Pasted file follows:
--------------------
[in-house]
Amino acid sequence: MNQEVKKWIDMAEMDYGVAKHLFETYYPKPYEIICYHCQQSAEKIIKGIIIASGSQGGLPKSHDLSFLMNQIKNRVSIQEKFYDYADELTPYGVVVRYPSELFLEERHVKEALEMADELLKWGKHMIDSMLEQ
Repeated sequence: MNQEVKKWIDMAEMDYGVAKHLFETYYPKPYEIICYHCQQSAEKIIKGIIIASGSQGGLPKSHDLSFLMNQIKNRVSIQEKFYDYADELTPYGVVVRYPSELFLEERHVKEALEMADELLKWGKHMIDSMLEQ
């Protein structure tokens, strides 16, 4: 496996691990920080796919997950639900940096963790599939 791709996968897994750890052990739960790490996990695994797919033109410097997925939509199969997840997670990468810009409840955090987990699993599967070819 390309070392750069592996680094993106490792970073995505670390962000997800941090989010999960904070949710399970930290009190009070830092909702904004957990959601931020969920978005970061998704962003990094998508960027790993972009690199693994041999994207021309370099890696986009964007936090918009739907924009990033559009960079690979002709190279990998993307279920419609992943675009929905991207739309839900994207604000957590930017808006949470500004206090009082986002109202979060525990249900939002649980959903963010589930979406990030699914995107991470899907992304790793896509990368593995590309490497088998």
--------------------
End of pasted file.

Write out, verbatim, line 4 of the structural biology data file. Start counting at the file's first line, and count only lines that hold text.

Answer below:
């Protein structure tokens, strides 16, 4: 496996691990920080796919997950639900940096963790599939 791709996968897994750890052990739960790490996990695994797919033109410097997925939509199969997840997670990468810009409840955090987990699993599967070819 390309070392750069592996680094993106490792970073995505670390962000997800941090989010999960904070949710399970930290009190009070830092909702904004957990959601931020969920978005970061998704962003990094998508960027790993972009690199693994041999994207021309370099890696986009964007936090918009739907924009990033559009960079690979002709190279990998993307279920419609992943675009929905991207739309839900994207604000957590930017808006949470500004206090009082986002109202979060525990249900939002649980959903963010589930979406990030699914995107991470899907992304790793896509990368593995590309490497088998």